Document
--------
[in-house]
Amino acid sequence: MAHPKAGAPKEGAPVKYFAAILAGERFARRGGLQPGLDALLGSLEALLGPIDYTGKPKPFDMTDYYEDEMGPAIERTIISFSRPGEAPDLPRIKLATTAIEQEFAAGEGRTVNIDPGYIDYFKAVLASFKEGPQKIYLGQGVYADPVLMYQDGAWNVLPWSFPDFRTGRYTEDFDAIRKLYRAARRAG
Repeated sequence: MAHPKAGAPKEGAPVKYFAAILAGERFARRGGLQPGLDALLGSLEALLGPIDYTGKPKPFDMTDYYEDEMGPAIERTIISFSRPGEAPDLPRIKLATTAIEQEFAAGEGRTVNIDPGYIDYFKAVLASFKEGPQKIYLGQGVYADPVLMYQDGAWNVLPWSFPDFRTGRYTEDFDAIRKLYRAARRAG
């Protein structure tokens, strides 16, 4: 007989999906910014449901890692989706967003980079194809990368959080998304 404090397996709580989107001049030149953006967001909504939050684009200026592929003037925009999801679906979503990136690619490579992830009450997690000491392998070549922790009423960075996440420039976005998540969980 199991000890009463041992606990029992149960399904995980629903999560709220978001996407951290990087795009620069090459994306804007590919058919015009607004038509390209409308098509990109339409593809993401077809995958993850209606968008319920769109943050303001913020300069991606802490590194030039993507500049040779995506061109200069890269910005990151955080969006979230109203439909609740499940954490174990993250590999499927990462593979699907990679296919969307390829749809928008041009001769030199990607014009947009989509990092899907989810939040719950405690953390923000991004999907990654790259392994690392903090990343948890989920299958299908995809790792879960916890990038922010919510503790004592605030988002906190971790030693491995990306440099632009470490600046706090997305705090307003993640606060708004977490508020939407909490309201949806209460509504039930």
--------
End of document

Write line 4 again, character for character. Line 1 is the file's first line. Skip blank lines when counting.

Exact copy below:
């Protein structure tokens, strides 16, 4: 007989999906910014449901890692989706967003980079194809990368959080998304 404090397996709580989107001049030149953006967001909504939050684009200026592929003037925009999801679906979503990136690619490579992830009450997690000491392998070549922790009423960075996440420039976005998540969980 199991000890009463041992606990029992149960399904995980629903999560709220978001996407951290990087795009620069090459994306804007590919058919015009607004038509390209409308098509990109339409593809993401077809995958993850209606968008319920769109943050303001913020300069991606802490590194030039993507500049040779995506061109200069890269910005990151955080969006979230109203439909609740499940954490174990993250590999499927990462593979699907990679296919969307390829749809928008041009001769030199990607014009947009989509990092899907989810939040719950405690953390923000991004999907990654790259392994690392903090990343948890989920299958299908995809790792879960916890990038922010919510503790004592605030988002906190971790030693491995990306440099632009470490600046706090997305705090307003993640606060708004977490508020939407909490309201949806209460509504039930």